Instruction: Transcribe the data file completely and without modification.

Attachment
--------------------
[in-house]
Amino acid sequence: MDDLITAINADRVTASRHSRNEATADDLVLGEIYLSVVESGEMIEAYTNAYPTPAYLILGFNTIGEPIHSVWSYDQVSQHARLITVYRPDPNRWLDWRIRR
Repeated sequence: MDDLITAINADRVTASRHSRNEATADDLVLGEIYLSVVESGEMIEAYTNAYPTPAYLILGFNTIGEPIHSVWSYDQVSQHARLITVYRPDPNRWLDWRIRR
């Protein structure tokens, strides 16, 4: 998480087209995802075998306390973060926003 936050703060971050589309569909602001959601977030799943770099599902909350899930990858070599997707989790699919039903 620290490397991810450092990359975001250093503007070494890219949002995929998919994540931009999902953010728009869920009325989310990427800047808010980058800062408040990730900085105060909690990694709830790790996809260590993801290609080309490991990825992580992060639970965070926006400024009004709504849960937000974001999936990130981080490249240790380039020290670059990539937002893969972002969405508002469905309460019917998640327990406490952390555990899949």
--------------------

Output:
[in-house]
Amino acid sequence: MDDLITAINADRVTASRHSRNEATADDLVLGEIYLSVVESGEMIEAYTNAYPTPAYLILGFNTIGEPIHSVWSYDQVSQHARLITVYRPDPNRWLDWRIRR
Repeated sequence: MDDLITAINADRVTASRHSRNEATADDLVLGEIYLSVVESGEMIEAYTNAYPTPAYLILGFNTIGEPIHSVWSYDQVSQHARLITVYRPDPNRWLDWRIRR
């Protein structure tokens, strides 16, 4: 998480087209995802075998306390973060926003 936050703060971050589309569909602001959601977030799943770099599902909350899930990858070599997707989790699919039903 620290490397991810450092990359975001250093503007070494890219949002995929998919994540931009999902953010728009869920009325989310990427800047808010980058800062408040990730900085105060909690990694709830790790996809260590993801290609080309490991990825992580992060639970965070926006400024009004709504849960937000974001999936990130981080490249240790380039020290670059990539937002893969972002969405508002469905309460019917998640327990406490952390555990899949």